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J Autism Dev Disord. 1991 Dec;21(4):433-47.

Analog language teaching versus natural language teaching: generalization and retention of language learning for adults with autism and mental retardation.

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  • 1Behavior Development and Learning Center, Camarillo State Hospital and Developmental Center, California 93011.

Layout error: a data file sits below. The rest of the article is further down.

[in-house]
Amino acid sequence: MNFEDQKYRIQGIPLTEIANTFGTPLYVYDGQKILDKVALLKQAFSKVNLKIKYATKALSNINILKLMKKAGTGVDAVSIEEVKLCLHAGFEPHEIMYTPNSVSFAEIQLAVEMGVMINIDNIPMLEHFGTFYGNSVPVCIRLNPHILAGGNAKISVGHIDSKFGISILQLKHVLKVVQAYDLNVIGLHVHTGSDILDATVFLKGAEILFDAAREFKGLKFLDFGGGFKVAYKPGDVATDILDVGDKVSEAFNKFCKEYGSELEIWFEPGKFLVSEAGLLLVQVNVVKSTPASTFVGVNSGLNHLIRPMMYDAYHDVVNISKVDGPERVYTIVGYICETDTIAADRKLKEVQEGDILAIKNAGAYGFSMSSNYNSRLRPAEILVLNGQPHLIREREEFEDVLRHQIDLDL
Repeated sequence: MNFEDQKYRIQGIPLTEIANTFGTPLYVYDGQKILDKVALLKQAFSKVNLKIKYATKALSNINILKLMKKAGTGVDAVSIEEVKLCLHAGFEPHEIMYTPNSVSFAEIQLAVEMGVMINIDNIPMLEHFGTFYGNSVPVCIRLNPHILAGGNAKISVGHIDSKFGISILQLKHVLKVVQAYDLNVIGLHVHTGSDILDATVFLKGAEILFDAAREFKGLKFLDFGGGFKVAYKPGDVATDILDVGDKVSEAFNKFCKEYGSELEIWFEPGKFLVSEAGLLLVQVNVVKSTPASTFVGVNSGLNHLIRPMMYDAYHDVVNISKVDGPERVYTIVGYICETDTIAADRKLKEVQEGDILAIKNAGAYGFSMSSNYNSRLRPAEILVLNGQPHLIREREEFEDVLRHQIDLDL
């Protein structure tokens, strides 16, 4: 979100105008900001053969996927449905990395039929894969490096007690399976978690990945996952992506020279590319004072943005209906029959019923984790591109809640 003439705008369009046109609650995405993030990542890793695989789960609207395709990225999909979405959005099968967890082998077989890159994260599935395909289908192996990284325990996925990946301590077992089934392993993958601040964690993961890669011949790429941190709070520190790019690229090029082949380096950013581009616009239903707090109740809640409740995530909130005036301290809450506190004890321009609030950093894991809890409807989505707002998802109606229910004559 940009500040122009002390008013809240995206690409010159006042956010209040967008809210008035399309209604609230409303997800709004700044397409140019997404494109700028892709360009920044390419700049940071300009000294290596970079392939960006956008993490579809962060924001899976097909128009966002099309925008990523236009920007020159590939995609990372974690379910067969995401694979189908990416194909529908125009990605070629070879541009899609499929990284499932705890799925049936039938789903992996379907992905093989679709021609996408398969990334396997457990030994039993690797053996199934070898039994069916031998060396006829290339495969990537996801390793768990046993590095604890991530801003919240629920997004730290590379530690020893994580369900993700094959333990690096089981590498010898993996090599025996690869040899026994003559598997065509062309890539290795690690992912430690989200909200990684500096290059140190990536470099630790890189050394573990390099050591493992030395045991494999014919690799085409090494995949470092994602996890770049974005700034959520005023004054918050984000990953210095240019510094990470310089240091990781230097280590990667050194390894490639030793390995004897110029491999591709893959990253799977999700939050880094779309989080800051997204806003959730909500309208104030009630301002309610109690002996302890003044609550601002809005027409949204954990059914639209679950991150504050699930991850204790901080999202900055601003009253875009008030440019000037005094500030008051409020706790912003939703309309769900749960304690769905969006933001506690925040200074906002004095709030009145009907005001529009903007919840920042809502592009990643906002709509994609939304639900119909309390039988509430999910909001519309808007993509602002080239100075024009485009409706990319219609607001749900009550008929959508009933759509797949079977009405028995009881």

Examined the effects of two instructional methods on language generalization and long-term retention in 23 adults with autism and severe to profound mental retardation. Analog language teaching employed discrete trials in a controlled setting concentrating on discrimination and identification of materials. Natural language teaching emphasized instruction through interactions that occurred incidentally to training students in the use of materials to perform functional tasks. Assessments were conducted under conditions favoring analog teaching to assure against partiality toward natural language teaching. Under such disadvantageous conditions, the methods of natural language teaching would be supported by results showing either no difference or an advantage in their favor. Both techniques increased initial and long-term generalization though the results suggest no relative superiority for either method under these assessment conditions. A significant interaction was found between prior functioning level and sequence of instruction. Because natural language teaching has many strengths, few drawbacks, and produces equal generalization and retention under disadvantageous conditions, it is strongly supported as preferable for people with autism and mental retardation.

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